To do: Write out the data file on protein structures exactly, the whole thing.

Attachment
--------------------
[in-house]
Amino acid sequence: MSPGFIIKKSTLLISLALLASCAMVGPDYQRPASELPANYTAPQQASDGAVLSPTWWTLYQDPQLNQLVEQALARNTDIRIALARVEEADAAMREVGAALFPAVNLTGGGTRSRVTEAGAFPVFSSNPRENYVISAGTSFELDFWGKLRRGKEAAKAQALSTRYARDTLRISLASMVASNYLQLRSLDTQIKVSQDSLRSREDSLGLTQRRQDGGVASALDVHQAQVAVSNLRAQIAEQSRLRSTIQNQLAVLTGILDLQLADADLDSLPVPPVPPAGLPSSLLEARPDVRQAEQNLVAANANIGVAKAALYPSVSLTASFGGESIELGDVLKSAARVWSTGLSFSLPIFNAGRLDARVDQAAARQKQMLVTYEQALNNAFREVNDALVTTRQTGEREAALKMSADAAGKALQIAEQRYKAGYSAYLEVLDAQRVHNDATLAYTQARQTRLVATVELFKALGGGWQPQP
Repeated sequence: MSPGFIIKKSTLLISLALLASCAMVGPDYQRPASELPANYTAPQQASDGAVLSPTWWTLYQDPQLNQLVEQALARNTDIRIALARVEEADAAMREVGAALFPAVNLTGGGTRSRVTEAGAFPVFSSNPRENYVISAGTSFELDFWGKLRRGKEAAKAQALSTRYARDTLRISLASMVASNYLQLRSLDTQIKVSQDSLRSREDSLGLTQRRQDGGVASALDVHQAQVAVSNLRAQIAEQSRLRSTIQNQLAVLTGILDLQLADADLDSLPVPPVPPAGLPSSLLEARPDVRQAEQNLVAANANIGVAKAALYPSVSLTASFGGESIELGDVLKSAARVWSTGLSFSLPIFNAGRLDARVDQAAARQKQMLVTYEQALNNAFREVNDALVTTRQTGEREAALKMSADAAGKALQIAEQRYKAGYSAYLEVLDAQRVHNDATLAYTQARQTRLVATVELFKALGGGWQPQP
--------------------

[in-house]
Amino acid sequence: MSPGFIIKKSTLLISLALLASCAMVGPDYQRPASELPANYTAPQQASDGAVLSPTWWTLYQDPQLNQLVEQALARNTDIRIALARVEEADAAMREVGAALFPAVNLTGGGTRSRVTEAGAFPVFSSNPRENYVISAGTSFELDFWGKLRRGKEAAKAQALSTRYARDTLRISLASMVASNYLQLRSLDTQIKVSQDSLRSREDSLGLTQRRQDGGVASALDVHQAQVAVSNLRAQIAEQSRLRSTIQNQLAVLTGILDLQLADADLDSLPVPPVPPAGLPSSLLEARPDVRQAEQNLVAANANIGVAKAALYPSVSLTASFGGESIELGDVLKSAARVWSTGLSFSLPIFNAGRLDARVDQAAARQKQMLVTYEQALNNAFREVNDALVTTRQTGEREAALKMSADAAGKALQIAEQRYKAGYSAYLEVLDAQRVHNDATLAYTQARQTRLVATVELFKALGGGWQPQP
Repeated sequence: MSPGFIIKKSTLLISLALLASCAMVGPDYQRPASELPANYTAPQQASDGAVLSPTWWTLYQDPQLNQLVEQALARNTDIRIALARVEEADAAMREVGAALFPAVNLTGGGTRSRVTEAGAFPVFSSNPRENYVISAGTSFELDFWGKLRRGKEAAKAQALSTRYARDTLRISLASMVASNYLQLRSLDTQIKVSQDSLRSREDSLGLTQRRQDGGVASALDVHQAQVAVSNLRAQIAEQSRLRSTIQNQLAVLTGILDLQLADADLDSLPVPPVPPAGLPSSLLEARPDVRQAEQNLVAANANIGVAKAALYPSVSLTASFGGESIELGDVLKSAARVWSTGLSFSLPIFNAGRLDARVDQAAARQKQMLVTYEQALNNAFREVNDALVTTRQTGEREAALKMSADAAGKALQIAEQRYKAGYSAYLEVLDAQRVHNDATLAYTQARQTRLVATVELFKALGGGWQPQP